A consortium of Canadian aviation industry leaders is researching the use of sustainable jet biofuel created from forest waste.
The initiative was announced at the 2015 Canadian Bioeconomy Conference in Vancouver, and recently received funding from the Green Aviation Research and Development Network of Canada. It is dedicated to investigating ways to convert waste from sustainable-certified forests such as sawdust and discarded branches into fuel.
The project is led by the University of British Columbia, NORAM Engineering and Constructors, Ltd. and the Netherlands-based SkyNRG, and has partnered with Boeing, Air Canada and other industry leaders.
Canada has 161 million acres of forest that are certified as sustainably managed, which is 43 percent of the total acres of certified forest in the world and more acres than any other single country, according to the Canadian ministry of Natural Resources. The country pioneered the method of creating wood pellets from mill and forest residues used to generate electricity, and the new aviation biofuel project seeks to convert forest waste into fuel through thermochemical processes.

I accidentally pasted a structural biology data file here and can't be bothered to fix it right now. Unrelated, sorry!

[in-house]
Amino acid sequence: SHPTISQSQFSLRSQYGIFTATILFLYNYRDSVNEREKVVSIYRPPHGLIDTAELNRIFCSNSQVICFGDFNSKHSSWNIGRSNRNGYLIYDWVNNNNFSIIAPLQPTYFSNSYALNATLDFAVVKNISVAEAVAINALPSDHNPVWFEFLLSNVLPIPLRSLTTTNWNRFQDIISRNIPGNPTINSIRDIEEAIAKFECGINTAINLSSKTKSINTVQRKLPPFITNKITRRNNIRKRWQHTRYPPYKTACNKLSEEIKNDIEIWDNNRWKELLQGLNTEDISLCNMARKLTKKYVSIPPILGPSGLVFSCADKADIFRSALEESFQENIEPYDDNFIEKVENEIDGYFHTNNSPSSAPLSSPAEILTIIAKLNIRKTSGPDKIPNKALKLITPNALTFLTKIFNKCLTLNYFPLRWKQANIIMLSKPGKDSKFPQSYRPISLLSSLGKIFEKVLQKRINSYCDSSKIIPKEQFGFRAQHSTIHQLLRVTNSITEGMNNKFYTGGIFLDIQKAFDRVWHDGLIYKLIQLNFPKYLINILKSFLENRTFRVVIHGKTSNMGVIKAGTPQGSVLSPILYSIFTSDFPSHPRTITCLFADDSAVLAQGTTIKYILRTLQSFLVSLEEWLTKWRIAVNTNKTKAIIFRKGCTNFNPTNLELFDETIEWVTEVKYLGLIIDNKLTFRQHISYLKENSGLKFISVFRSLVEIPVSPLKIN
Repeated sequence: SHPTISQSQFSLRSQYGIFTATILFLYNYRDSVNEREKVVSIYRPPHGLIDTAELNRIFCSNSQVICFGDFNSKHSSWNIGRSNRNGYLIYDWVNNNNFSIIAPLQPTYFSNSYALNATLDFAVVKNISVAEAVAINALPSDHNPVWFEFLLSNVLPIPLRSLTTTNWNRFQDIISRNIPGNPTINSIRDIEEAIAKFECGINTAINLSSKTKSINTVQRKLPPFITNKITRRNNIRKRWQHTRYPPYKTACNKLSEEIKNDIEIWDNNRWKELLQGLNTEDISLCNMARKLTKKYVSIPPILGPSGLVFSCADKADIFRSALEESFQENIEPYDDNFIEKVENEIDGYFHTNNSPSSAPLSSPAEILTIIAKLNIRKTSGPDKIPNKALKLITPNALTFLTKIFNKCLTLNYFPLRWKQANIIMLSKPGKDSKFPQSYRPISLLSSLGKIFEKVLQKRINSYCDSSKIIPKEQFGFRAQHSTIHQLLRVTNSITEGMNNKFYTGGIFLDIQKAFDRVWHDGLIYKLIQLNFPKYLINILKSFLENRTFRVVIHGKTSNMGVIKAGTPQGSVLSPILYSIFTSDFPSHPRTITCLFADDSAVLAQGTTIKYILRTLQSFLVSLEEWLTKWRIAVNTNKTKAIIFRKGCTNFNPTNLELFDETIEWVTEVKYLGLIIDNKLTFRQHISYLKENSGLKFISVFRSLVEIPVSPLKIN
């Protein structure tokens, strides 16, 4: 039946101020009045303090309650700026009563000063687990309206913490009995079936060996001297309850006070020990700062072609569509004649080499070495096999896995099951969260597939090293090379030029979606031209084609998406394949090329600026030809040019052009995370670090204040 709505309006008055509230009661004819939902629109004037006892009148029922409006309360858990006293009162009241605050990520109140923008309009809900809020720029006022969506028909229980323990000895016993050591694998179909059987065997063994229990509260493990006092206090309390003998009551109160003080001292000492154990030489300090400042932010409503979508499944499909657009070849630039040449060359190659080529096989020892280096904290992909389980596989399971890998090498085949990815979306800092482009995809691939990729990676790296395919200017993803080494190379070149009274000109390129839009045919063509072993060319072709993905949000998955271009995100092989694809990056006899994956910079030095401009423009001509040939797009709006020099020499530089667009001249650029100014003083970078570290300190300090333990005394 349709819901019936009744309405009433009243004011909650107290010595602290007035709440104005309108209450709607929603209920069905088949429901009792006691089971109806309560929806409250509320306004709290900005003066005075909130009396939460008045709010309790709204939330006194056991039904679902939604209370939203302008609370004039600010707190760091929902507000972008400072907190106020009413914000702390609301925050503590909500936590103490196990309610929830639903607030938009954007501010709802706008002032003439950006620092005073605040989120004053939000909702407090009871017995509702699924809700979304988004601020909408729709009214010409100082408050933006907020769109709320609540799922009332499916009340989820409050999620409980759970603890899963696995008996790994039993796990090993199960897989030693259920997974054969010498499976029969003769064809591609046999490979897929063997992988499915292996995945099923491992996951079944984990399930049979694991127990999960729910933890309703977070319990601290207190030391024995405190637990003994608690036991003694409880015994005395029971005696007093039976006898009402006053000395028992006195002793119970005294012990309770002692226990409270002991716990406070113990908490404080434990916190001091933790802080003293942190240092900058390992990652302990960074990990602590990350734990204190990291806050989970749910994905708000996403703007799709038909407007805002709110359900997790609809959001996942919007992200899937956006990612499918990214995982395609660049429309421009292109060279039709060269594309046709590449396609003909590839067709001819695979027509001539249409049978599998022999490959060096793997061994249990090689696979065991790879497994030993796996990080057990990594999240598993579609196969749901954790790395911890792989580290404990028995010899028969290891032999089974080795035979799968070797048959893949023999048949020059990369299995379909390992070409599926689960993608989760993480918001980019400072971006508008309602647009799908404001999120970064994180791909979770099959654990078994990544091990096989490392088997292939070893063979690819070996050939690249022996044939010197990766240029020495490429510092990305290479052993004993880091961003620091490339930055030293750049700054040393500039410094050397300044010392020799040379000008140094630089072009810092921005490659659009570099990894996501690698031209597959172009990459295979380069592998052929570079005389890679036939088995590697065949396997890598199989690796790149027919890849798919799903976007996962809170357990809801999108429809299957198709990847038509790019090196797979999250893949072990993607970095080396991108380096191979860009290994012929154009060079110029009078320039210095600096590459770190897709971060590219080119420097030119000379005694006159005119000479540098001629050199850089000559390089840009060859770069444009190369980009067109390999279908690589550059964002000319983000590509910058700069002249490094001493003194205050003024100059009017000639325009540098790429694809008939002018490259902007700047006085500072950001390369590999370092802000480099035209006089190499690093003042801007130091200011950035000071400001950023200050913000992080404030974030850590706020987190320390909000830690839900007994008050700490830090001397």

Biofuel created from forest refuse has the potential to supply 10 percent, or 46 million gallons, of the annual jet fuel demand in British Columbia, according to a study conducted by UBC and sponsored by Boeing. Biofuel would also reduce the carbon footprint of Canada, decreasing carbon dioxide emissions by 50 to 80 percent compared to petroleum-based fuel, the U.S. Department of Energy reported.
“Sustainable aviation biofuel will play a critical role in reducing aviation’s carbon emissions over the long term,” said the managing director of Environmental Strategy & Integration at Boeing Commercial Airplanes, Julie Felgar. “Canada is in a terrific position to leverage its sustainable forests to make environmental progress for its aviation industry and other transport sectors.”
The consortium was one of six initiatives that received funds from GARDN, as part of the organization’s larger effort to reduce carbon emissions in the aviation industry.
“These new projects, in addition to seven others that were launched last year, will drive environmental progress and achievement in aerospace through strong collaborations between industry, the research community, and government,” said GARDN executive director Sylvain Cofsky at the 7th Annual GARDN General Meeting in October.
In addition to reducing carbon emissions, objectives of the GARDN project include creating more stable pricing and ensuring security of supply for the sustainable biofuel.